At long last I have read the Marie Kondo book so I can weigh in! It has been a publishing sensation, selling millions. As you would guess, it’s a short book about decluttering, organizing and storing your stuff. I have been reading books, blog posts, and magazine articles about these topics for years. I wondered how Kondo could possibly have anything new to say.
I doubt that anyone who is “lazy or messy,” (the author’s words) will pick up this book and read 200 pages on the topic. Anyone who is just curious would lose interest quickly. It will mostly be read by people like me, a self-professed neatnik, looking for even better organizing tips. The author is a fanatic. She has lived and breathed household organizing since she was five years old!
For me, the best part of reading the book was the author’s voice. When talking about herself and her weird childhood (spent organizing her family home, to their great irritation), she sounds endearing and vulnerable. By the end of the book, she has embraced animism, thanking her possessions for serving her. This aspect of the book was so whimsical/fantastical compared to my Western sensibility that I thought it was very sweet.
The author talks only about personal possessions – her categories are clothes, books, papers, miscellaneous, and mementos. That’s it! 140 pages in, she recommends that you “start by sorting only your own things.” Household functional items like dishes and rugs are barely mentioned; I imagine that storing things like lawn mowers and snow blowers would be entirely out of her league! She refers often to the tiny size of Tokyo apartments and the way they are laid out, especially their typical bedding closets. There is no emphasis at all on frugality or “buying quality;” in several places she suggests discarding things and to “buy a new one” if you need it later (at one point even saying that a shirt with a missing button is probably ready to be discarded anyway).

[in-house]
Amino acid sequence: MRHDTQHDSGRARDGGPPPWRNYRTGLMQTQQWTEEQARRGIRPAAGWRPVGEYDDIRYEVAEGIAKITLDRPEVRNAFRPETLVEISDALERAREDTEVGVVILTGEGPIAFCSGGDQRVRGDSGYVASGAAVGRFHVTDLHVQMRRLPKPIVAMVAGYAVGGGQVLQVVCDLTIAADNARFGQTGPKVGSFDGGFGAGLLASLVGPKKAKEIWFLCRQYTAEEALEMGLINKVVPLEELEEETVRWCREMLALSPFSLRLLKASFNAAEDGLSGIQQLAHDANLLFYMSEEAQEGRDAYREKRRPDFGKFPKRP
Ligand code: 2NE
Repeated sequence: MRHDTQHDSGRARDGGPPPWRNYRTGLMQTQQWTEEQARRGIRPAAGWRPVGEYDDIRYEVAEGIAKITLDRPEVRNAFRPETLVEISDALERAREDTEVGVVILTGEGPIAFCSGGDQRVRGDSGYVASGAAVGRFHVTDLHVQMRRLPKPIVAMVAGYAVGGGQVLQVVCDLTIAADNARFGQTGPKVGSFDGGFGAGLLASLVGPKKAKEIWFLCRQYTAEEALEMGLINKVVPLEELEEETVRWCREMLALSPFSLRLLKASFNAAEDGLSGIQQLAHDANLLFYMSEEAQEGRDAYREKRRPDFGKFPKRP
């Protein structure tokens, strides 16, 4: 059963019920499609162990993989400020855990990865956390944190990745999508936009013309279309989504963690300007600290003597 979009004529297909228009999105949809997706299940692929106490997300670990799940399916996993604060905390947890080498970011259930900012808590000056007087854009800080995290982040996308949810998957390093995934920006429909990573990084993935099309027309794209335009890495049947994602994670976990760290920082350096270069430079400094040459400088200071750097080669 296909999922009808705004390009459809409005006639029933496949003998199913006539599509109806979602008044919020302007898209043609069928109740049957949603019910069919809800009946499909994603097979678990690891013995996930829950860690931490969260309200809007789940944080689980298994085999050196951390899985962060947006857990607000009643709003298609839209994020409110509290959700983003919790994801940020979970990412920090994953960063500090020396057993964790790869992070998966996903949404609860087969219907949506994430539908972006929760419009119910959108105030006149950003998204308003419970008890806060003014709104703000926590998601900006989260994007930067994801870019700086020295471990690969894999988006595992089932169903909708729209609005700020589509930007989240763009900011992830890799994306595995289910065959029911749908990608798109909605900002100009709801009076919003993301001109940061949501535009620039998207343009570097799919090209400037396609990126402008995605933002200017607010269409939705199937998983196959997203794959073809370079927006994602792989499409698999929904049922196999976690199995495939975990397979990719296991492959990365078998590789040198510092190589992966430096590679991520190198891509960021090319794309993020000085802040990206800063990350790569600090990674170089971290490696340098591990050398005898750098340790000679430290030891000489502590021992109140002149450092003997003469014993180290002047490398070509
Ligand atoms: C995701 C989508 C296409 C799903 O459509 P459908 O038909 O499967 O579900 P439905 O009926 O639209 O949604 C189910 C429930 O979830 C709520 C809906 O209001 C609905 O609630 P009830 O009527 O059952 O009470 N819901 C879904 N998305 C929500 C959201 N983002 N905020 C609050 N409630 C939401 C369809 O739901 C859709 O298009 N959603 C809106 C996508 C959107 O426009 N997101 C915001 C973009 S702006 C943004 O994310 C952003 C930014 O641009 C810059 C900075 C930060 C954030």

Much of the book is not relevant for a big, North American family home with a yard and a garage. I would recommend it only if you are an aficionado of Japanese culture. I read it in one day and enjoyed that aspect of it.
However, there are some significant statements buried in there that deserve airing:
- Choose a category (such as clothing), place every single piece in one room, handle each and every item, and make decisions about them. I like the idea of pulling things like clothes and books out of their usual habitats and being required to look at and to feel each one. I think people underestimate how much stuff they have when they never have to look at it, move it, or examine it.
- For mementos, such as photos, letters, heirlooms, and gifts, “By handling each sentimental item…you process your past. To put your things in order means to put your past in order.” I believe this!
- KonMari advocates living in the present and minimizing sentimental attachments: “The space we live in should be for the person we are becoming now.” Possessions are meant to support our lifestyles.
I am a fan of Peter Walsh (do you remember Clean Sweep on TV?), and he espouses many of the same beliefs and practices. But KonMari has developed her approach into a very marketable, adorable cultural product. Kawaii!
Have you read it, and if so, what did you think? Are there any other organizing books you swear by?
PS – Am I planning to insert all my T-shirts into my dresser drawers edgewise? No.